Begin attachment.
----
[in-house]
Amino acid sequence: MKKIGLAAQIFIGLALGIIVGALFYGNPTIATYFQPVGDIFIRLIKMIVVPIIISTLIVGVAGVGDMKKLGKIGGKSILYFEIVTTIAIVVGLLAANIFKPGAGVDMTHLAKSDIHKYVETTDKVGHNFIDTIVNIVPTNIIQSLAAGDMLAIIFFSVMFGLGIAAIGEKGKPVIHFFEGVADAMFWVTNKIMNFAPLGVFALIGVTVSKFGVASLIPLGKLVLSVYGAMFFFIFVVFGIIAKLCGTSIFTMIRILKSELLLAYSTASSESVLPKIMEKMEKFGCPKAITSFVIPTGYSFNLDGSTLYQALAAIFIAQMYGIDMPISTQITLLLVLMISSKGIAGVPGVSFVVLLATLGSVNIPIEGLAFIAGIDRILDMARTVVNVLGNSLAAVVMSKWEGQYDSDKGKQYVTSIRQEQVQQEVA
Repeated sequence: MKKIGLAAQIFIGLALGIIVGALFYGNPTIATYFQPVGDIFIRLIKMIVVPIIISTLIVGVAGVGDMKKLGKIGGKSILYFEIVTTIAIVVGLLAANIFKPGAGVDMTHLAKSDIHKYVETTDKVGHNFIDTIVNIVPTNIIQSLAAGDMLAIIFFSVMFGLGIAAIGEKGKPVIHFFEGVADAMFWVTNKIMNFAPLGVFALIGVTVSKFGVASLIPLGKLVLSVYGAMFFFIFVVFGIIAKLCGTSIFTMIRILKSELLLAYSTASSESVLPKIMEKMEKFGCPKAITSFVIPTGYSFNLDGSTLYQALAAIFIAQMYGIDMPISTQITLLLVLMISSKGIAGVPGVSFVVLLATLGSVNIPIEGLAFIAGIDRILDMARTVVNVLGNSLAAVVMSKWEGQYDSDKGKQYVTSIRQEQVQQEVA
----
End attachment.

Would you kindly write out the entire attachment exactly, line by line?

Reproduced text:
[in-house]
Amino acid sequence: MKKIGLAAQIFIGLALGIIVGALFYGNPTIATYFQPVGDIFIRLIKMIVVPIIISTLIVGVAGVGDMKKLGKIGGKSILYFEIVTTIAIVVGLLAANIFKPGAGVDMTHLAKSDIHKYVETTDKVGHNFIDTIVNIVPTNIIQSLAAGDMLAIIFFSVMFGLGIAAIGEKGKPVIHFFEGVADAMFWVTNKIMNFAPLGVFALIGVTVSKFGVASLIPLGKLVLSVYGAMFFFIFVVFGIIAKLCGTSIFTMIRILKSELLLAYSTASSESVLPKIMEKMEKFGCPKAITSFVIPTGYSFNLDGSTLYQALAAIFIAQMYGIDMPISTQITLLLVLMISSKGIAGVPGVSFVVLLATLGSVNIPIEGLAFIAGIDRILDMARTVVNVLGNSLAAVVMSKWEGQYDSDKGKQYVTSIRQEQVQQEVA
Repeated sequence: MKKIGLAAQIFIGLALGIIVGALFYGNPTIATYFQPVGDIFIRLIKMIVVPIIISTLIVGVAGVGDMKKLGKIGGKSILYFEIVTTIAIVVGLLAANIFKPGAGVDMTHLAKSDIHKYVETTDKVGHNFIDTIVNIVPTNIIQSLAAGDMLAIIFFSVMFGLGIAAIGEKGKPVIHFFEGVADAMFWVTNKIMNFAPLGVFALIGVTVSKFGVASLIPLGKLVLSVYGAMFFFIFVVFGIIAKLCGTSIFTMIRILKSELLLAYSTASSESVLPKIMEKMEKFGCPKAITSFVIPTGYSFNLDGSTLYQALAAIFIAQMYGIDMPISTQITLLLVLMISSKGIAGVPGVSFVVLLATLGSVNIPIEGLAFIAGIDRILDMARTVVNVLGNSLAAVVMSKWEGQYDSDKGKQYVTSIRQEQVQQEVA